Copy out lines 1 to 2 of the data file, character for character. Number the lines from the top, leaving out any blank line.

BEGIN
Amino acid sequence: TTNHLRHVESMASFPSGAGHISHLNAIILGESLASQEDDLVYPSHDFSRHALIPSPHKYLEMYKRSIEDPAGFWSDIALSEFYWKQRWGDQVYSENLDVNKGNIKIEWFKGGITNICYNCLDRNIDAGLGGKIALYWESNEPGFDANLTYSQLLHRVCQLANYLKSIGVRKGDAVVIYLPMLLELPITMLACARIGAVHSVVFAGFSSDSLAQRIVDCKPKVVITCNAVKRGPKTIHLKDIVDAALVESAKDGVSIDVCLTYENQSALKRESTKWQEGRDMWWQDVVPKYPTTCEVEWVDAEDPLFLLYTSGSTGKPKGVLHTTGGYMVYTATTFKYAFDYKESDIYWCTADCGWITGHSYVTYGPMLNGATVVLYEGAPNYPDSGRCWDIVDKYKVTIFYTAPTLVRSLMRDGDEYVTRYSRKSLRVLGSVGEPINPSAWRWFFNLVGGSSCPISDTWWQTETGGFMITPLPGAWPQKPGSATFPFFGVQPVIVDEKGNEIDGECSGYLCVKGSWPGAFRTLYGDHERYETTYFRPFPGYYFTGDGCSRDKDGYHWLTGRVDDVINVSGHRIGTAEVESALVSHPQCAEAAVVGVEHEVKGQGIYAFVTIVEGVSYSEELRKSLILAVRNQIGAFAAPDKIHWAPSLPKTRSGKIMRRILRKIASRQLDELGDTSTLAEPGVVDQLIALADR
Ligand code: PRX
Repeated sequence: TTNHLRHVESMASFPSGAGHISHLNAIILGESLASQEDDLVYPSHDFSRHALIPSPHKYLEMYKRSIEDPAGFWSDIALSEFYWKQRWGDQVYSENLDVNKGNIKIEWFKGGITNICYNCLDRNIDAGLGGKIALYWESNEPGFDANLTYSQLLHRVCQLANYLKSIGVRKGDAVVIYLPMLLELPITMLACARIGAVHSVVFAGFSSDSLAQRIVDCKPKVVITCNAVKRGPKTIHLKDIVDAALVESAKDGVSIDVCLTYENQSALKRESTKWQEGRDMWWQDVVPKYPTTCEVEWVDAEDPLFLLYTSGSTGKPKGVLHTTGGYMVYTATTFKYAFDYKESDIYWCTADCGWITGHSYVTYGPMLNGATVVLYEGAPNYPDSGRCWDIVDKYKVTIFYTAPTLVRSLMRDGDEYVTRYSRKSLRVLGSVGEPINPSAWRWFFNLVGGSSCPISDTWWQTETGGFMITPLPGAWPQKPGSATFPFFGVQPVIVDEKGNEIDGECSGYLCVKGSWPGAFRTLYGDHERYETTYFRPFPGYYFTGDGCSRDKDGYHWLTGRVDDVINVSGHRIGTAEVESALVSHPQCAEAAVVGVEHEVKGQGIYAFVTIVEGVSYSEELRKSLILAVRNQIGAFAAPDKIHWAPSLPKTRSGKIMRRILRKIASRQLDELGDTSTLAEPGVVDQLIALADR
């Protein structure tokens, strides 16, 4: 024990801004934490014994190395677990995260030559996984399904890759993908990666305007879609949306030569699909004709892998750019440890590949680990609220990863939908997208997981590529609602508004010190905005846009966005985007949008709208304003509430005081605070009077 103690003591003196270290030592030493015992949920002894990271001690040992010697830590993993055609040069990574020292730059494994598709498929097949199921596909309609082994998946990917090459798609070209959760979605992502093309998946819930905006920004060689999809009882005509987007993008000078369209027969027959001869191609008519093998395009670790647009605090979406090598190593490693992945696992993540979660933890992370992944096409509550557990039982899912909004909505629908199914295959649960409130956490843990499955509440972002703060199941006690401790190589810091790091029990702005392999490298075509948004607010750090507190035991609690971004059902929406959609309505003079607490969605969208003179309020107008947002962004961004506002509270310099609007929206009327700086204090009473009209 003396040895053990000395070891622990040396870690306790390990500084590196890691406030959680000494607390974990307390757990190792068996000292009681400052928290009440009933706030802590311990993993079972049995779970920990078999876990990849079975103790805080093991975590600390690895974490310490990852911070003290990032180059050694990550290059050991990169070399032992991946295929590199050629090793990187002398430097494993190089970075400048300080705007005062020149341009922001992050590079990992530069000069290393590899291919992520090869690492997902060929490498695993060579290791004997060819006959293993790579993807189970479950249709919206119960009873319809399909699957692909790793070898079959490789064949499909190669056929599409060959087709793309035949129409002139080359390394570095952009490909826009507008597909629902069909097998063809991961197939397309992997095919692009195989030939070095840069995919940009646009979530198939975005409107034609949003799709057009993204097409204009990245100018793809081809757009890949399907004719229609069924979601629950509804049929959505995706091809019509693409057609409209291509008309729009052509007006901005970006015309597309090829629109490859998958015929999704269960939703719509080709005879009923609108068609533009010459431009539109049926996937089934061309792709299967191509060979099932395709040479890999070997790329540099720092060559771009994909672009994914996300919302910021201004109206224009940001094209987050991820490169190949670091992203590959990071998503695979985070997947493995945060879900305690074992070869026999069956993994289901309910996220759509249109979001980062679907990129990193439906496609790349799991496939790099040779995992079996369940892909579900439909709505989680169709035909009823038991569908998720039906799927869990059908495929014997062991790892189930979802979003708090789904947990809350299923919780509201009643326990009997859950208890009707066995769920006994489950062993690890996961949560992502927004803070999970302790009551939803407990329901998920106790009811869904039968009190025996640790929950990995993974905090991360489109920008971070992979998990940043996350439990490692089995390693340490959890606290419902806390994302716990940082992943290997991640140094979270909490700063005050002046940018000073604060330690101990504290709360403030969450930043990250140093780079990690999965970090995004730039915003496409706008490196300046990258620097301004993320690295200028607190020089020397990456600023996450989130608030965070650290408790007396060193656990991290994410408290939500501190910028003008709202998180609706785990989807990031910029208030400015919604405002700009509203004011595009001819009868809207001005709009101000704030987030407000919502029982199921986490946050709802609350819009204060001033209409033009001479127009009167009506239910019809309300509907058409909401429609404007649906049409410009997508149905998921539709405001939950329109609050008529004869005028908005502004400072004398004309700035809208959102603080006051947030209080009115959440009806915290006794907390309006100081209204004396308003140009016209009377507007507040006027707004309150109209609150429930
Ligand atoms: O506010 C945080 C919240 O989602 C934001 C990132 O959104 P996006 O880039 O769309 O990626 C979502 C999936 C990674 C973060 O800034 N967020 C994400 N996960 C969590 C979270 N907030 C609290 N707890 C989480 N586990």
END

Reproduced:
Amino acid sequence: TTNHLRHVESMASFPSGAGHISHLNAIILGESLASQEDDLVYPSHDFSRHALIPSPHKYLEMYKRSIEDPAGFWSDIALSEFYWKQRWGDQVYSENLDVNKGNIKIEWFKGGITNICYNCLDRNIDAGLGGKIALYWESNEPGFDANLTYSQLLHRVCQLANYLKSIGVRKGDAVVIYLPMLLELPITMLACARIGAVHSVVFAGFSSDSLAQRIVDCKPKVVITCNAVKRGPKTIHLKDIVDAALVESAKDGVSIDVCLTYENQSALKRESTKWQEGRDMWWQDVVPKYPTTCEVEWVDAEDPLFLLYTSGSTGKPKGVLHTTGGYMVYTATTFKYAFDYKESDIYWCTADCGWITGHSYVTYGPMLNGATVVLYEGAPNYPDSGRCWDIVDKYKVTIFYTAPTLVRSLMRDGDEYVTRYSRKSLRVLGSVGEPINPSAWRWFFNLVGGSSCPISDTWWQTETGGFMITPLPGAWPQKPGSATFPFFGVQPVIVDEKGNEIDGECSGYLCVKGSWPGAFRTLYGDHERYETTYFRPFPGYYFTGDGCSRDKDGYHWLTGRVDDVINVSGHRIGTAEVESALVSHPQCAEAAVVGVEHEVKGQGIYAFVTIVEGVSYSEELRKSLILAVRNQIGAFAAPDKIHWAPSLPKTRSGKIMRRILRKIASRQLDELGDTSTLAEPGVVDQLIALADR
Ligand code: PRX